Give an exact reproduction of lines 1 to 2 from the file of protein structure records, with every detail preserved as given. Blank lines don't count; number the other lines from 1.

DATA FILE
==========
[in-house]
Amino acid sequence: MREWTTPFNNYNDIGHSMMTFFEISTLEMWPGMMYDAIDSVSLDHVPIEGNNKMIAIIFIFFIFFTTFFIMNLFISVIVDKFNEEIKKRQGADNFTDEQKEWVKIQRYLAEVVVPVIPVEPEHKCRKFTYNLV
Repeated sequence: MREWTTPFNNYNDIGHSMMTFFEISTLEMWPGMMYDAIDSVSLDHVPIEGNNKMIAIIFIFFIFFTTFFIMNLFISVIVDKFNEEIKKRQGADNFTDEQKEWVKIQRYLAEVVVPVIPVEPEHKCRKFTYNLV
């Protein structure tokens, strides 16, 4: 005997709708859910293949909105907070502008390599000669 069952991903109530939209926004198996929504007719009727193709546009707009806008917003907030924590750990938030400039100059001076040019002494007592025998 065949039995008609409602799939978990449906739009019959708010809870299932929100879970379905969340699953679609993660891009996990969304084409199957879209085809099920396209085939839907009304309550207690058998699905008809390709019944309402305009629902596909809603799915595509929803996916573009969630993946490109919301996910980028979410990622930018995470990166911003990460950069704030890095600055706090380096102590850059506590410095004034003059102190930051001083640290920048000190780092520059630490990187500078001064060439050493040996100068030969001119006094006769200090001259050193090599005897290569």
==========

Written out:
[in-house]
Amino acid sequence: MREWTTPFNNYNDIGHSMMTFFEISTLEMWPGMMYDAIDSVSLDHVPIEGNNKMIAIIFIFFIFFTTFFIMNLFISVIVDKFNEEIKKRQGADNFTDEQKEWVKIQRYLAEVVVPVIPVEPEHKCRKFTYNLV